Monday, 18 May 2015

Why we should clean up litter and graffiti

Broken windows theory asserts that norm-violations are often self-perpetuating. In a neighbourhood that is pervaded by signs of norm-violation (e.g., litter, graffiti, broken windows), people will be more likely to violate social norms themselves. The reason being that the presence of such signs leads people to conclude that wanton norm-violations evidently go unpunished in that neighboured. An important implication of broken windows theory is that the costs of public bads such as litter are greater than those entailed by their mere unsightliness. 

There is both correlational and experimental evidence for broken windows theory. Consistent with earlier studies, Schultz et al. (2011, Environment and Behavior) found that the amount of litter present at a site was positively associated with the littering rate. Similarly, Nettle et al. (2011, PLOS ONE) documented that individuals were less likely to return a letter in a neighbourhood where there was more litter. Keizer et al. (2008, Science) famously showed, using field experiments, that individuals were more likely to drop litter in a passageway when it was covered in graffiti, and that they were more likely to steal €5 from a postbox when it was surrounded by litter. Some of their results were questioned on methodological and statistical grounds by Wicherts & Bakker (2014, Group Processes & Intergroup Relations). Yet two further studies (Keizer et al., 2013, PLOS ONE; Keuschnigg & Wolbring, 2015; Rationality and Society) have bolstered the conclusion that people are more likely to violate social norms where signs of norm-violation prevail.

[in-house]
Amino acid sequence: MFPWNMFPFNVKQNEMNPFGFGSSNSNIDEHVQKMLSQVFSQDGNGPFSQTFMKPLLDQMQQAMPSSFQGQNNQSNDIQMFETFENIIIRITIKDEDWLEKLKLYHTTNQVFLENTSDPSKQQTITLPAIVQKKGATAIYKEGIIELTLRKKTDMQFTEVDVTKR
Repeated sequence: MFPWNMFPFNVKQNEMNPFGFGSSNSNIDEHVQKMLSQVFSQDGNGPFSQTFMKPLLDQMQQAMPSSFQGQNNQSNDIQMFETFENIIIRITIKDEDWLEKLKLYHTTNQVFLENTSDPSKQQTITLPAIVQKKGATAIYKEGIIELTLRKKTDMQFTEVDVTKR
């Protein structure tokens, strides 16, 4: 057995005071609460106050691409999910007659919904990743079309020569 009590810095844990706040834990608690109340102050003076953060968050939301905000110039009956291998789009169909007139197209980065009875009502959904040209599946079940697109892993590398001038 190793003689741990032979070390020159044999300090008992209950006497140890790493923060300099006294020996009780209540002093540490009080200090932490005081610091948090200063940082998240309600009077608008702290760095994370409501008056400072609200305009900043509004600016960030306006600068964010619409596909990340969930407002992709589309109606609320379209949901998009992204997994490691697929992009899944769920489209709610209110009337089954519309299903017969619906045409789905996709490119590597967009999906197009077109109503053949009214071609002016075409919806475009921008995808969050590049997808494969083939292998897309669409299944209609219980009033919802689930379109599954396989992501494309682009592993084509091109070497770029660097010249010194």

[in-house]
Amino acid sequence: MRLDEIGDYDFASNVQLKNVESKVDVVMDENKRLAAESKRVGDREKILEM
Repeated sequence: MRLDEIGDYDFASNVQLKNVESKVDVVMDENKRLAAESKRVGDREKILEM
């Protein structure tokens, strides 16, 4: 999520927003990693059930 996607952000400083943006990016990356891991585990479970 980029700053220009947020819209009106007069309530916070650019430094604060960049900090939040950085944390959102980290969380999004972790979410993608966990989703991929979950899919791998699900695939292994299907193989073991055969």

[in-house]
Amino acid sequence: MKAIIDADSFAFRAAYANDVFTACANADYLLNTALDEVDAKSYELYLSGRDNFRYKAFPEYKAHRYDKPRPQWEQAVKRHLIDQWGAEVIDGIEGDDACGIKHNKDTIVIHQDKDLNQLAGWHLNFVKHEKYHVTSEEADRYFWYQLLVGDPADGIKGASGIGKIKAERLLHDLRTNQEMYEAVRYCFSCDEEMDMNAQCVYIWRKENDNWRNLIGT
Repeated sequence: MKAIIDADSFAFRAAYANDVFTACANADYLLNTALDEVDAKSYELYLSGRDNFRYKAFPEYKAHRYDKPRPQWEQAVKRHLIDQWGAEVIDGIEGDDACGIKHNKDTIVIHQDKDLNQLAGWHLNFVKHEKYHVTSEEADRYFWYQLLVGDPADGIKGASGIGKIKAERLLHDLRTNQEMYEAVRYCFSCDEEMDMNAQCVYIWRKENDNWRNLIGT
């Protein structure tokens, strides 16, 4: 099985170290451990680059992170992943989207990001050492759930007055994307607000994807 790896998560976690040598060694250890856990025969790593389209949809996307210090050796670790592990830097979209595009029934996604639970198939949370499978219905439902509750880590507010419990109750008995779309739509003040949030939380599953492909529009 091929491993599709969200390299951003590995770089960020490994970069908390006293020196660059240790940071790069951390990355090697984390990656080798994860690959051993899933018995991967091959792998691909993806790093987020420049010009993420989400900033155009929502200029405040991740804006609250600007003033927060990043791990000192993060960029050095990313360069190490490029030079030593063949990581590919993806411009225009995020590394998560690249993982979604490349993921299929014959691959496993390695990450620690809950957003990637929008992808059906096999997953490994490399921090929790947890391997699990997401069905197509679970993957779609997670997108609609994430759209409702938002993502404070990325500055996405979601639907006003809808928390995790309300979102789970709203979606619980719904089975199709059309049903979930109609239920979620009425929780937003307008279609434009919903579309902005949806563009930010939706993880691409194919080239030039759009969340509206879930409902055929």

Since many policy makers are probably not aware of these results, they may well be under-allocating resources to the prevention and removal of litter, graffiti and broken windows etc. One prescription would be to increase the penalties for littering (and other such things) in order to deter prospective norm-violators. Another (more contentious) prescription would be to fine landlords, home-owners and businesses who permitted litter and graffiti to accumulate on or around their properties. While not especially fair, this policy would give property-owners themselves an incentive to take precautions against norm-violators. Indeed, they might be in a better position to take such precautions than policy-makers would be to impose them. The trick would be setting the fine appropriately. 

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